The thesis is organized as follows: Oh. 1 is a brief introduction to the field of the physics of semiconductor heterostructures: it contains a survey of the materials studied in this thesis, and describes the various types of heterojunctions, with brief comments about their structural characterization and growth techniques. Oh. 2 is specifically devoted to the bandoffset problem. After some preliminary definitions, I present the most widely used methods for energylevel measurements, and discuss the trends resulting from the experimental data. A theoretical approach for a systematic study of the bandoffset problem, aimed at understanding the nature of the physical phenomena occurring at the interface, is necessary. Oh. 3 highlights the general features and states a crucial problem common to any theoretical approach, even if hidden under several different formulations: i.e. the possible existence of an absolute energy scale to which the band structures of the various materials may be referred. The most significant "model" theories are then critically reviewed in this perspective. The results of some new calculations are also reported in this Chapter; they are attempt of reformulating one of the models in order to make it applicable to the more general case of latticematched heterojunctions. The Chapter ends with a general discussion about this kind of model theories which underlines their merits and limits, and stresses the necessity of a more accurate and systematic abinitio theoretical approach, to which the remaining part of the work is devoted. Ch. 4 explains the basic features of the selfconsistent densityfunctional abinitio pseudopotential method, together with some technical details for its practical implementation to the specific case of heterojunctions; the Chapter also contains a short review of some recent selfconsistent calculations which are comparable to the new ones presented in this work. The original results are mainly collected in the remaining Chapters 5 and 6. Ch. 5 reports the results of the selfconsistent supercell calculations, with a description of the technical details in the first part. I study some typical heterojunctions, and more exactly one representative example for each of the following classes of heterostructures, in order of increasing complexity: a) isovalent commonanion: I choose GaAs/ AlAs from the IIIV group, since there exists a large number of experimental data and theoretical predictions. b) isovalent nocommonion: I choose as a prototype among the IIIV group InP /Ga1xlnxAs, which has a great technological importance, it is latticematched at the composition x = 0.53, and has been extensively studied from an experimental point of view but not theoretically; c) heterovalent: I study Ge/ GaAs which, among the group IV  group IIIV heterojunctions, is the simplest and most studied. Calculations are performed for the thre~ main crystallographic orientations, i.e. (001), (110), and (111). For InP/Gao.41lno.s3As I also study separately the anionic and cationic contribution to the VBO. This system also introduces a new problem, i.e. the treatment of the alloy: the calculations are first performed using the virtualcrystal approximation (VCA). These results are then compared with the ones obtained by considering the "true" Ga and In atoms separately in the galliumindium arsenide region, necessarily in some ordered configuration. In particular the case InP /(GaAs)i(InAsh along the (001) direction is considered, since it is now possible to grow it epitaxially. For this system, I present only some preliminar study; here the presence of internal strains which are no longer negligible as in the treatment of the alloy using the VCA, makes the calculations more difficult and the theoretical study actually performed can just give an idea of the magnitude of the effects of order and internal lattice relaxation. The selfconsistent results allow to draw partial conclusions, namely that the VBO is the same in the three main crystallographic orientations for isovalent heterojunctions, and the additivity of anionic and cationic effects in InP /Gao.47Ino.ssAs. However, whether the energyband discontinuities are a bulk or an interface property cannot be ascertained at this point. Finally, in Ch. 6 I describe and discuss the linear response method. The investigation with this method of the same systems studied in Ch. 5 sheds light on several questions: it appears that for isovalent heterojunctions the energyband discontinuities are indeed a bulk property within the limit of validity of linear response theory, whereas this is not true for the heterovalent systems in which the band offset can be divided into a "bulk" and an "interfacespecific" contribution, the latter being strongly dependent on the structural details of the interface. The validity of the linear response method is also analyzed in this Chapter, by discussing the role of quadratic and higherorder terms. The thesis is concluded with a general discussion about the contribution given by the present work to the investigation of the bandoffset problem and with a description of open problems for future work.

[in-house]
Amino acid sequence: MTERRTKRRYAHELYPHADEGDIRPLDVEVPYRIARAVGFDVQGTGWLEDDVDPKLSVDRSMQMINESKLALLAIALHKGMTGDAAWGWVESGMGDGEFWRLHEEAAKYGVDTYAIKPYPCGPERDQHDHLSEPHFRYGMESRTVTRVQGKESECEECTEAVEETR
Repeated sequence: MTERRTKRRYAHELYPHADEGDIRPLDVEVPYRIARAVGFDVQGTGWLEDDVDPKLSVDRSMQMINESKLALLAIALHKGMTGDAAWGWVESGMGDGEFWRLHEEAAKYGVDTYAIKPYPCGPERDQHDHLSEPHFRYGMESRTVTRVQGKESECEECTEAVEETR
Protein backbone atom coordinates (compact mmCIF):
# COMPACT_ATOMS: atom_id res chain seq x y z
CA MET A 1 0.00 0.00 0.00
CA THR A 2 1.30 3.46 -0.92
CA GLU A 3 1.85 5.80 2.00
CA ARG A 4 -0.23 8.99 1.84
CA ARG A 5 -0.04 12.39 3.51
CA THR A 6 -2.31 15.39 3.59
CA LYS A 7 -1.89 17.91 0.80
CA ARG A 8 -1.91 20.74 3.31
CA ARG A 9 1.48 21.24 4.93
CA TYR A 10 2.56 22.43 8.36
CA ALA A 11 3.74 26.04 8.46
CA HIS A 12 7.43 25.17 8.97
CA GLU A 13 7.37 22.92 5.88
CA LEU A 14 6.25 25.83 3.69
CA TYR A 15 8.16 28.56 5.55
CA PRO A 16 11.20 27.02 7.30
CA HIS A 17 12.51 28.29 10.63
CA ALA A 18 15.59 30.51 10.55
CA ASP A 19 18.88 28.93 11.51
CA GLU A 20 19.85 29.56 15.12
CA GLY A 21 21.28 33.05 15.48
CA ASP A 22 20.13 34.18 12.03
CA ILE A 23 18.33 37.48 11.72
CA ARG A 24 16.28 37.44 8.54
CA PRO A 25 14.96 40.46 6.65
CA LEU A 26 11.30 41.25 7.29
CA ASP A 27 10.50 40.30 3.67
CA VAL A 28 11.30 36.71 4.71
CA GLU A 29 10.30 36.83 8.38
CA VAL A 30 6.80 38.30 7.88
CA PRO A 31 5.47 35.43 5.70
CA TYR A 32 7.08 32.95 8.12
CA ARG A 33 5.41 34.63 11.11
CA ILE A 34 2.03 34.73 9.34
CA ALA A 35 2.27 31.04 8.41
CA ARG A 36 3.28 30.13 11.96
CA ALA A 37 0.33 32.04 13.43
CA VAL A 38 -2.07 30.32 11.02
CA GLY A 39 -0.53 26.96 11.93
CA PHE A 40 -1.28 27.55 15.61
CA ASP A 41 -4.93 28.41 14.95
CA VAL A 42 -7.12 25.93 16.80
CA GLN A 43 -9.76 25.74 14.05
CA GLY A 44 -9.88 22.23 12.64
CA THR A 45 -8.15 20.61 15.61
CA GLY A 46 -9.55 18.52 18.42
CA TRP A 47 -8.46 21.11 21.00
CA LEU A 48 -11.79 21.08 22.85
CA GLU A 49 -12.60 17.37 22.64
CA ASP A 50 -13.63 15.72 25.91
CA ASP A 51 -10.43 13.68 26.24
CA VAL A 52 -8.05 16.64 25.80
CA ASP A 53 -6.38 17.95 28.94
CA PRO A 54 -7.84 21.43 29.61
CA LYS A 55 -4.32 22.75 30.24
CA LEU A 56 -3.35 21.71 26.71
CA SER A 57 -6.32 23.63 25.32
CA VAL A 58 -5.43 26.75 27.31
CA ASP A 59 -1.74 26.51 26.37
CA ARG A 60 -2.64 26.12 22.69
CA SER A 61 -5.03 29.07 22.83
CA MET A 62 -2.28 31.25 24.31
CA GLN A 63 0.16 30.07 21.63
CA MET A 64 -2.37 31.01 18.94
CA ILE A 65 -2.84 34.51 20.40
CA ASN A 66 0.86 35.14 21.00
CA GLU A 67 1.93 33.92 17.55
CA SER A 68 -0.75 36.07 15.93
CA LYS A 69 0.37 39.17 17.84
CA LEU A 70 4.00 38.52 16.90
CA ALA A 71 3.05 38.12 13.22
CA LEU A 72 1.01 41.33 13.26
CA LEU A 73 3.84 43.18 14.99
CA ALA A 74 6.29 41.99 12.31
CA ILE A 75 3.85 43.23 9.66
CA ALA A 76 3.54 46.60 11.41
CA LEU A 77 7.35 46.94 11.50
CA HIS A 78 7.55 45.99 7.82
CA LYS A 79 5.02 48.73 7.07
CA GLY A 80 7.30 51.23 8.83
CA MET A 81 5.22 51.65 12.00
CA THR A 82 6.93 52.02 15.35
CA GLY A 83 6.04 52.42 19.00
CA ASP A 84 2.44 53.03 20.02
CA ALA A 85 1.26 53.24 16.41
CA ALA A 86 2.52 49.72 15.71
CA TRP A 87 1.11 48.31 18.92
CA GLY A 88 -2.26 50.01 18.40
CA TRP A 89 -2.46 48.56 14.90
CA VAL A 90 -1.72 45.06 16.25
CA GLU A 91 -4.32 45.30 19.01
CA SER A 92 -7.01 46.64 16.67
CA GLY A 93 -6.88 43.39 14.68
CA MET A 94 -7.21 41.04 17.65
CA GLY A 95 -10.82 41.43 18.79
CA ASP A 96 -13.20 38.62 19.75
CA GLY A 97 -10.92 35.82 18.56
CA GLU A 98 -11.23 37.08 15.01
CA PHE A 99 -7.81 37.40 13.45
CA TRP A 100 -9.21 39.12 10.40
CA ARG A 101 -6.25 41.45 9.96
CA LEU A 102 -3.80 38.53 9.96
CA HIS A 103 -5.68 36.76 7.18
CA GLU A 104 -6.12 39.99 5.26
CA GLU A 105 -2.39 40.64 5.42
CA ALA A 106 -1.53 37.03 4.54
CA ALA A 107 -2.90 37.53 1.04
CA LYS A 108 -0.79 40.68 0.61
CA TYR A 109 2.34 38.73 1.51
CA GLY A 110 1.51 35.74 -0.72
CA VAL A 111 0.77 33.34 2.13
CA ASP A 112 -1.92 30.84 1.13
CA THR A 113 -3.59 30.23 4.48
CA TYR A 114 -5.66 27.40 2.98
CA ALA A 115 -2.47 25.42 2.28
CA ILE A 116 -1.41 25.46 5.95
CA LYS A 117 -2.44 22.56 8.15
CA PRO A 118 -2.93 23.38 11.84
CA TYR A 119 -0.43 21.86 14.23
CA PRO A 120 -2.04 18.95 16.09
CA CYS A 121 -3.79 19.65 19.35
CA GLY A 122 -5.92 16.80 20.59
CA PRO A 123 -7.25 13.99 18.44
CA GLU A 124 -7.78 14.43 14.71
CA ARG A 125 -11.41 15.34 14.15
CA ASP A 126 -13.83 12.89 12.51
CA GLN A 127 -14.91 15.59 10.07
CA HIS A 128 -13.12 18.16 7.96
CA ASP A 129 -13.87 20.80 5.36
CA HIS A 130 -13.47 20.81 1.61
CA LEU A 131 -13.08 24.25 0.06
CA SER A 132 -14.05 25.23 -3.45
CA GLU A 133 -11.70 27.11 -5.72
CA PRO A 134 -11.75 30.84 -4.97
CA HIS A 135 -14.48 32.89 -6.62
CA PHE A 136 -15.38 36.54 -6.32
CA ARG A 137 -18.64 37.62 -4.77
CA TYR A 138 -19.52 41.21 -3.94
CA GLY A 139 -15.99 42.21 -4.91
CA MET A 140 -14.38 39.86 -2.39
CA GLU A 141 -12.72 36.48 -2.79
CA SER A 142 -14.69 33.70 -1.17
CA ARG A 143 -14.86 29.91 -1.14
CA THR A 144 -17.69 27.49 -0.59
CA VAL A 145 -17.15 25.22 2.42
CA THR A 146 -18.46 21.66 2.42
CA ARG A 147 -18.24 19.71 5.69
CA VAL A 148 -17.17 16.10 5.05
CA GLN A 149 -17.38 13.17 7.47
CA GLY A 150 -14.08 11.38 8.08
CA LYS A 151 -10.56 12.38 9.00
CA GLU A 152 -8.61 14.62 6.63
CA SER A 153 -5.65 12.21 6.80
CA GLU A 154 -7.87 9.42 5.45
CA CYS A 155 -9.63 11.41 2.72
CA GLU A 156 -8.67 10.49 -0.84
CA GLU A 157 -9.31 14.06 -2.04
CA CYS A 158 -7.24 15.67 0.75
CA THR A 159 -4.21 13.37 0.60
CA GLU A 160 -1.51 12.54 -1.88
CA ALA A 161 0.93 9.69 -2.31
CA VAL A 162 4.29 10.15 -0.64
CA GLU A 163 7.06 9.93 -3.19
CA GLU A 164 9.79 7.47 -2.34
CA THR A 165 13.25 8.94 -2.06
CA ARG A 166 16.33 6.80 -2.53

EnergyBand Discontinuities at LatticeMatched Semiconductor Heterojunctions(1989 Nov 30).
EnergyBand Discontinuities at LatticeMatched Semiconductor Heterojunctions